Friday, December 12, 2008

The Economic Crisis: Color Me Bummed

It cannot be emphasized enough that the greatest economic crisis since the Great Depression is the fruits of a bipartisan effort. Democrats joined with Republicans to suspend the laws of economic nature by throwing the rulebook out. Similarly, the catastrophe that this harebrained effort has wrought is affecting Democrats and Republicans alike. Yes, those fundamentalist Sarah Palin huggers may be praying more than the rest of us about not losing their jobs and their homes, let alone having to convert their den into a bedroom for Uncle Leo because they can't afford to keep him in a nursing home. But they are as shit out of luck as the rest of us.

Still, it is difficult to not heap most of the blame on George Bush, who after all inherited a thriving economy and healthy budget surplus and then presided over -- or rather yet again abgrogated his responsibility to lead in time of crisis -- as the economy unraveled at a terrifying pace, several million people lost their jobs and the budget and trade deficits grew to record levels.

As economist Joseph Stiglitz notes in a must-read essay in the new Vanity Fair, even as the first wave of foreclosures and other early-warning signs of a recession broke on the American shore, the administration merely talked the talk and was utterly disinterested about addressing the underlying problems.

With Bush outtahere in only 37 days, that's hardly worth noting, even if the Rovian effort to portray his economic legacy in positive terms makes one's blood boil.

But what is worth noting -- and is horrifying to contemplate -- is that even with a president-elect poised to take over whose mantra has been hope and change things are gonna get worse and it will take a years-long bipartisan effort to restore a modicum of economic vigor. That demands a sea change in the culture of not just Washington but the financial markets, as well, that I find it very difficult to see happening.

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I was working up a pretty good case of the ass over reporters hijacking Barack Obama's news conference on health-care reform yesterday because one Illinois politician with a small-dick complex was more important than nearly 50 million Americans who have no health insurance, a number that is sure to spike in 2009.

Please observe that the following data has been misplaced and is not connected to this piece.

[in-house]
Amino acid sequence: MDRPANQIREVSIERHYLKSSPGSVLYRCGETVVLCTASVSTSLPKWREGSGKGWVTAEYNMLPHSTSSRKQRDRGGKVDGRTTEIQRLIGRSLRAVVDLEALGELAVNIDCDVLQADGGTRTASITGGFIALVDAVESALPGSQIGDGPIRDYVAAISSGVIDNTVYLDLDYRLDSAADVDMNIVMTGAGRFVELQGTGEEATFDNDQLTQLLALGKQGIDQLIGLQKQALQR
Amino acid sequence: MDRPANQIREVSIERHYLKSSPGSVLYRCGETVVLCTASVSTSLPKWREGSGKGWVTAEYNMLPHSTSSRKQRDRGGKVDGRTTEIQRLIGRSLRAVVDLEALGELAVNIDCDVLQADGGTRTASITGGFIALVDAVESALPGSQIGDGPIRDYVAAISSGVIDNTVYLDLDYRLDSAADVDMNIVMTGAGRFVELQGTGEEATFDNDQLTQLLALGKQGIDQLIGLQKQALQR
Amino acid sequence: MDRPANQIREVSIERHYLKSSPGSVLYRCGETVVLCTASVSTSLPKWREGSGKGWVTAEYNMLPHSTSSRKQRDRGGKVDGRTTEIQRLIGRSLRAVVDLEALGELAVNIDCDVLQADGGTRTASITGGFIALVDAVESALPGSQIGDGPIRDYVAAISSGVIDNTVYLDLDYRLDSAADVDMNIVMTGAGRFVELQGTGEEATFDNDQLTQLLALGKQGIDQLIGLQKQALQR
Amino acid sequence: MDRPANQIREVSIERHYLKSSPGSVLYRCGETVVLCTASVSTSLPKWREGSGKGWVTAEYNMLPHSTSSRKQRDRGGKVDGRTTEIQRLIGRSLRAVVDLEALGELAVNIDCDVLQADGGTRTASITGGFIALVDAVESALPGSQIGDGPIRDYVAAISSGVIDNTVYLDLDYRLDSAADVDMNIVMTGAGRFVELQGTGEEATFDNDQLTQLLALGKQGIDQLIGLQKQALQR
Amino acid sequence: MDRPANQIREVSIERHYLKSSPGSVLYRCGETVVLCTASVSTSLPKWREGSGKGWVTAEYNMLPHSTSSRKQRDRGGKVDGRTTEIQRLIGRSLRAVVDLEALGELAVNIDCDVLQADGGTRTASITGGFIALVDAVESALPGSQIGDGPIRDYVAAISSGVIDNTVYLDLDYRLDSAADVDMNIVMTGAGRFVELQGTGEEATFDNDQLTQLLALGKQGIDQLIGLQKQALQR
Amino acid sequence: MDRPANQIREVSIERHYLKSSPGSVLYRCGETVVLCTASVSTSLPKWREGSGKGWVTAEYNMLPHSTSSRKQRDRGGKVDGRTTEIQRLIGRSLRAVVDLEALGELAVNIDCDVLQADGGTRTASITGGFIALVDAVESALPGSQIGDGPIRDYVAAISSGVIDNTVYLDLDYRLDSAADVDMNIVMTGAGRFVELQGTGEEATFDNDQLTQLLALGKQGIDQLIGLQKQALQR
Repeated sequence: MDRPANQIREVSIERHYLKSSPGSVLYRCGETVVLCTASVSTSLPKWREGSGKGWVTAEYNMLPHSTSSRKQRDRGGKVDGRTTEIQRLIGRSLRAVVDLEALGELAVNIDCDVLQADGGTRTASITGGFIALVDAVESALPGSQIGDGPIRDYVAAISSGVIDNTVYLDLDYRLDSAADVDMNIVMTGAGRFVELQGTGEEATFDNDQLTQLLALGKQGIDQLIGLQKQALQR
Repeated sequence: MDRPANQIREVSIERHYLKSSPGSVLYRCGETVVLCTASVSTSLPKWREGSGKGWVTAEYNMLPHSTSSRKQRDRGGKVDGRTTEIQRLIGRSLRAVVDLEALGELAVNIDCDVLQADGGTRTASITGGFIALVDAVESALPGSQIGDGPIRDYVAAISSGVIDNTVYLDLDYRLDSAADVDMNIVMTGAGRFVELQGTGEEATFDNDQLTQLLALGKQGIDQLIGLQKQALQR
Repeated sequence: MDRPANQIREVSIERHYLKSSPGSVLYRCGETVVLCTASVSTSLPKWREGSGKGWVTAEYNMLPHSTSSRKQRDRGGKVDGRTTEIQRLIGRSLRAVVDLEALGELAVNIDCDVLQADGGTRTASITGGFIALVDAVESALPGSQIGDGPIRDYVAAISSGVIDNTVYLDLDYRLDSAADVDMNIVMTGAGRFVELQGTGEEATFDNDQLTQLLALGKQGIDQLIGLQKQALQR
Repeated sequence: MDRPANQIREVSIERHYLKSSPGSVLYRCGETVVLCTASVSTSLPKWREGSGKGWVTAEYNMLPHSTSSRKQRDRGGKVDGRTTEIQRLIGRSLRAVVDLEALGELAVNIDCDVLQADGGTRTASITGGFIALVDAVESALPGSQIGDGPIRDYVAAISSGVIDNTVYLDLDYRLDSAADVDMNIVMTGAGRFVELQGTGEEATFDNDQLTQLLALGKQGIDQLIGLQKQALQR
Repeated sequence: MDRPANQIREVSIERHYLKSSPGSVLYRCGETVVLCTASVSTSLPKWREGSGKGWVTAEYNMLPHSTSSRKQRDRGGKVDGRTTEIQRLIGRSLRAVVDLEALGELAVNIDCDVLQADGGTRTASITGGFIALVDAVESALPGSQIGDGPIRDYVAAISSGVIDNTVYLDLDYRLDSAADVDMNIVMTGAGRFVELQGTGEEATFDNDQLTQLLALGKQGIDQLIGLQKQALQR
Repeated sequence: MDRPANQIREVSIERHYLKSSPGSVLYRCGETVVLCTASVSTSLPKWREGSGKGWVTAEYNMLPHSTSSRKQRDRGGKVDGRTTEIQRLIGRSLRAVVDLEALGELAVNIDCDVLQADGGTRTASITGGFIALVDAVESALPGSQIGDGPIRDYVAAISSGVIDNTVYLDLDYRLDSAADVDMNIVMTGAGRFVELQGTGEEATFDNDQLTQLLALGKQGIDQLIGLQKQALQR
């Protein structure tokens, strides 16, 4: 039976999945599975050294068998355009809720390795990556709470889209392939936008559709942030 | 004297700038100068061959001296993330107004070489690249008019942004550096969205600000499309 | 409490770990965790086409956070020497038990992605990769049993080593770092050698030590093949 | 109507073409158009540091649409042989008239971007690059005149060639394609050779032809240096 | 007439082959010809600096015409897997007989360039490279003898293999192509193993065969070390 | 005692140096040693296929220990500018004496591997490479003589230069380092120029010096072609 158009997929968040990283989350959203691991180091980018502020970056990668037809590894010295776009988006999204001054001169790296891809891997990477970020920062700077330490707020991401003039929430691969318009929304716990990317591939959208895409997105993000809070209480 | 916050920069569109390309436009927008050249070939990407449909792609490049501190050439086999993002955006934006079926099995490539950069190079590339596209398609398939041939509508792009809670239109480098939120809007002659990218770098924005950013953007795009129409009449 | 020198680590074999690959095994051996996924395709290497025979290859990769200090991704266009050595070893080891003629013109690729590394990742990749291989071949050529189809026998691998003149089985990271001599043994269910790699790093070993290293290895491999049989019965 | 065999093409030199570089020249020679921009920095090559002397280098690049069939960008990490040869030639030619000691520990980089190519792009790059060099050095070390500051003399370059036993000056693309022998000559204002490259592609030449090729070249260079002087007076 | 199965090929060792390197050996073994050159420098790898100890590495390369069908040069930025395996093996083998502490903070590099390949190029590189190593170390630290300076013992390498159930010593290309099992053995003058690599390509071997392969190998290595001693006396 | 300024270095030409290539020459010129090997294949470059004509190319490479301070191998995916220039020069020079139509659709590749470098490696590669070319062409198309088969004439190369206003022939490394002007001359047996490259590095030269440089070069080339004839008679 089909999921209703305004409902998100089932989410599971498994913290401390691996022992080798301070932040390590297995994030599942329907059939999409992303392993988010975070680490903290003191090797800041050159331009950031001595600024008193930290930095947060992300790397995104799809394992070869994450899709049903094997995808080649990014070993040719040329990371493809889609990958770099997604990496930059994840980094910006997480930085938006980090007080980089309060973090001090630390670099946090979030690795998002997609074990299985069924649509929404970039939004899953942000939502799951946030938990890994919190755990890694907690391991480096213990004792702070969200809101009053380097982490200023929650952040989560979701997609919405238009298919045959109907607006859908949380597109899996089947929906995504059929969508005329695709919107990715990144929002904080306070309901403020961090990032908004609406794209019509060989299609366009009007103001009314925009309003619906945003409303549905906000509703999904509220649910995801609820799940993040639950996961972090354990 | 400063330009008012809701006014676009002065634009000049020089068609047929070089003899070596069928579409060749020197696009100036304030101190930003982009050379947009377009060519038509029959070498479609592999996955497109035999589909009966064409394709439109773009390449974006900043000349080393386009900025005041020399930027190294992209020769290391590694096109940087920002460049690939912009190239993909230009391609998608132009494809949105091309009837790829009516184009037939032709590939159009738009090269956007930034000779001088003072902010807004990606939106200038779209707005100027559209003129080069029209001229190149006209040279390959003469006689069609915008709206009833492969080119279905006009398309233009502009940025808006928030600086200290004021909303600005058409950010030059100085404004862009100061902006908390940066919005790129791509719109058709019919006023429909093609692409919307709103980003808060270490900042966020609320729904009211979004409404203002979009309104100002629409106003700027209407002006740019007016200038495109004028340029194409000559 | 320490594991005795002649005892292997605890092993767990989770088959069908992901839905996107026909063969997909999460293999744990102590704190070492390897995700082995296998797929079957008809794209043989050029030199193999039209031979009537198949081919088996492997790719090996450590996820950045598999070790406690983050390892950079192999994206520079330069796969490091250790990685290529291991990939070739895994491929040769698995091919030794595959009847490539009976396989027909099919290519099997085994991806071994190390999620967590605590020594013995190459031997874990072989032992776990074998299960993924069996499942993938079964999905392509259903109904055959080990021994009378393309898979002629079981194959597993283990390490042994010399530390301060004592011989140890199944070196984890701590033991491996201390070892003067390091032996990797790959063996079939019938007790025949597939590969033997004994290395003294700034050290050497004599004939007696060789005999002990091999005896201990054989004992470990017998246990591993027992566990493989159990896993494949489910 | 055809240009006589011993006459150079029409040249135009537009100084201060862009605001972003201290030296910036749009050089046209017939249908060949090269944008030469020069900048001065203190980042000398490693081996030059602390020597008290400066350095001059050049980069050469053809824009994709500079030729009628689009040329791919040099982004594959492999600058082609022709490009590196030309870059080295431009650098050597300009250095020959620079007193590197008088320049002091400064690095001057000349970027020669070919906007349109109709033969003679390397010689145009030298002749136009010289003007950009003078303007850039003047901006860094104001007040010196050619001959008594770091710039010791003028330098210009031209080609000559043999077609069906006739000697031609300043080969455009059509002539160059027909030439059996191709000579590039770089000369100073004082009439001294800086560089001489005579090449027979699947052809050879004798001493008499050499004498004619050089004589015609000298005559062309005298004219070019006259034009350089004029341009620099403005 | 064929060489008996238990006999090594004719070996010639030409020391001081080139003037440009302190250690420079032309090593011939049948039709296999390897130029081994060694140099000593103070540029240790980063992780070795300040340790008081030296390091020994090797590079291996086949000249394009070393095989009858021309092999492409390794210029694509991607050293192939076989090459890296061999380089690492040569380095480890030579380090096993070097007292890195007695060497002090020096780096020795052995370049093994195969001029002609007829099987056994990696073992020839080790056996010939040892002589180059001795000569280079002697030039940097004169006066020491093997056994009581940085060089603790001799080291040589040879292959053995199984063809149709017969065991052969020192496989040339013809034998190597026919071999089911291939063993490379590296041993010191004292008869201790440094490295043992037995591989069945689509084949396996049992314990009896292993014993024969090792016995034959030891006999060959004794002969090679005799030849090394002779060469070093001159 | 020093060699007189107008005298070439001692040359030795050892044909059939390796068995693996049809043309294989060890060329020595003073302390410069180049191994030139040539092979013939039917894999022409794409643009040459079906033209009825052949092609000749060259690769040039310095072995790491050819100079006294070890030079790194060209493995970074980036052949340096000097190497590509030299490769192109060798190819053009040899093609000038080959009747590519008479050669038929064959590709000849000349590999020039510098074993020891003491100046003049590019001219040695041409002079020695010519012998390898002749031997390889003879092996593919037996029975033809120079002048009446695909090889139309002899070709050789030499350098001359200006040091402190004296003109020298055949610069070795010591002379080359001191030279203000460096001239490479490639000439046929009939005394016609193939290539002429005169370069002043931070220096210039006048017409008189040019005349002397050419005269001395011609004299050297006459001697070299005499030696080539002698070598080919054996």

But then I realized that the president-elect didn't really have anything concrete to say other than he's on the case.

So coming from someone who is tired of talking about reform and champing at the bit to deal with it, concrete this: There is no better stimulus to the economy than health-care reform, something that the president-elect did allude to. He also needs to invite the enemies of reform -- Big Pharma, insurance giants and for-profit hospital chains -- to the table and make it clear that changes are coming because the biggest drag on the system are inflated costs and waste, which are these group's oxygen.

The one bit of immediate good news is that the reform effort will be headed up by Tom Daschle and Jeanne Lambrew, who unlike Hillary Clinton, who engineered the 1993 reform debacle, have their heads screwed on right. And (gasp!) are unapologetic advocates of social justice.

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There are economic statistics and then there are economic statistics.

They all suck these days, but this one jumped off the page at me: Household net worth -- that is, the difference between the value of assets and liabilities -- was an estimated $56.5 trillion at the end of the third quarter of 2008, $2.8 trillion dollars less than in the preceding quarter.

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The canard that colored people (or people of color, to be politically correct) are responsible for the foreclosure epidemic and therefore the financial crisis is going to die a slow death. This is because congressional Republicans (you know, roughly one-half of that aforementioned bipartisan thing) are doing everything they can short or mouth-to-mouth resuscitation to keep it alive.

The reason is obvious: George Bush and Republicans don't like colored people. Democrats not only like colored people, according to the Republican mantra they got Fannie and Freddie to go to bed with them and you know . . . do the wild thing in the form of subprime mortgages as dictated by that piece of socialist treachery, the Community Reinvestment Act.

Now Ben Bernanke may be a spendthrift idiot, but even he says the CRA didn't have jack to do with the mess we're in.

Top illustrations by Edward Sorel

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